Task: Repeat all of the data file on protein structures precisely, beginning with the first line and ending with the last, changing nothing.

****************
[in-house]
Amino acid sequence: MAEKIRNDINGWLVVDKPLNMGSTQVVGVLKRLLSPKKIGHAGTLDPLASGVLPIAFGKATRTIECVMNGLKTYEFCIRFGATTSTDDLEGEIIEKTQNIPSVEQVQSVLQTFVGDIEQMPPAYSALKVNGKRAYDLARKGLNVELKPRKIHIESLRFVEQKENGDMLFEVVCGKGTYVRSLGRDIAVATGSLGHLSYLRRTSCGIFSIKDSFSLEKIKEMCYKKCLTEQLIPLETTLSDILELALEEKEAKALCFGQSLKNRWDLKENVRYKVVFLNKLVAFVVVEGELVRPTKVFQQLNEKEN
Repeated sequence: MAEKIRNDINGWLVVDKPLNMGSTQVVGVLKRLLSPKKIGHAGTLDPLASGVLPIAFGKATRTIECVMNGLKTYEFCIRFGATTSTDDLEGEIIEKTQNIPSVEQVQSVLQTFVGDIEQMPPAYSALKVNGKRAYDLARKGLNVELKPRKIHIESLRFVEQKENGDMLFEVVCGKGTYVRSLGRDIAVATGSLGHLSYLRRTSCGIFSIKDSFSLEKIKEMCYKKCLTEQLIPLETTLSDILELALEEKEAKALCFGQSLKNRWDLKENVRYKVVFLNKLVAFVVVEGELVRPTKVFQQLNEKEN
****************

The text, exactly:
[in-house]
Amino acid sequence: MAEKIRNDINGWLVVDKPLNMGSTQVVGVLKRLLSPKKIGHAGTLDPLASGVLPIAFGKATRTIECVMNGLKTYEFCIRFGATTSTDDLEGEIIEKTQNIPSVEQVQSVLQTFVGDIEQMPPAYSALKVNGKRAYDLARKGLNVELKPRKIHIESLRFVEQKENGDMLFEVVCGKGTYVRSLGRDIAVATGSLGHLSYLRRTSCGIFSIKDSFSLEKIKEMCYKKCLTEQLIPLETTLSDILELALEEKEAKALCFGQSLKNRWDLKENVRYKVVFLNKLVAFVVVEGELVRPTKVFQQLNEKEN
Repeated sequence: MAEKIRNDINGWLVVDKPLNMGSTQVVGVLKRLLSPKKIGHAGTLDPLASGVLPIAFGKATRTIECVMNGLKTYEFCIRFGATTSTDDLEGEIIEKTQNIPSVEQVQSVLQTFVGDIEQMPPAYSALKVNGKRAYDLARKGLNVELKPRKIHIESLRFVEQKENGDMLFEVVCGKGTYVRSLGRDIAVATGSLGHLSYLRRTSCGIFSIKDSFSLEKIKEMCYKKCLTEQLIPLETTLSDILELALEEKEAKALCFGQSLKNRWDLKENVRYKVVFLNKLVAFVVVEGELVRPTKVFQQLNEKEN